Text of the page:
Photography as Project

A conversation between Stefano Graziani and Bas Princen

The following conversation took place in January 2023 during research discussions between the curators for the exhibition The Lives of Documents—Photography as Project, which runs in our Main galleries from 3 May 2023 to 3 March 2024.

We began thinking about an exhibition on photography following the Multidisciplinary Research Program Architecture and/for Photography organized by the CCA in 2015. Our participation in this research collaboration between scholars and practitioners led us to explore the CCA photography collection more closely. It’s a large collection supposedly focused on architecture, but we quickly discovered that many of the works do not strictly relate to buildings; they illuminate broader connections between social, natural, and built environments.

Our discovery immediately opened our thinking about “architecture photography” beyond its use as a representational tool to confirm an architect’s design ideas. Instead, we began to consider how photographers used their cameras in more intentional, subjective, or conceptual ways to approach and document the world they saw through the camera lens. We wanted to trace this question from a historical and contemporary perspective to detect possible new directions both for the discipline and the CCA Collection.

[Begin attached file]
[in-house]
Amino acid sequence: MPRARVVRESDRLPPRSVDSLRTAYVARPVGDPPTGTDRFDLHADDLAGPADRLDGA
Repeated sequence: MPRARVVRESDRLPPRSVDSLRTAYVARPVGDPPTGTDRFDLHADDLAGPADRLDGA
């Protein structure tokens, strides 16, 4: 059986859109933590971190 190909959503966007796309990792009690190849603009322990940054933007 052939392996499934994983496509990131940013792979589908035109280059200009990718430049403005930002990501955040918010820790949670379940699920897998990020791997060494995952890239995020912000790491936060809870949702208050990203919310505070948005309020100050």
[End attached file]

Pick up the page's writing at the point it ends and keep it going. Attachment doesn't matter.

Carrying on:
Yes, it quickly became apparent to us that the photographic projects collected by the CCA are documents that reveal how photographers approached reality to make distinct visual arguments—arguments that can help us articulate critical, urgent, and innovative positions on the changing built environment and the societies that inhabit them. Rather than using words or making a design proposal, as with architecture projects, photographers make their visual arguments by deliberately framing and organizing images. How do they choose and combine images for a project? How does its form of display—in a book, album, printed as zines or postcards, on a wall—change the way a viewer understands its argument?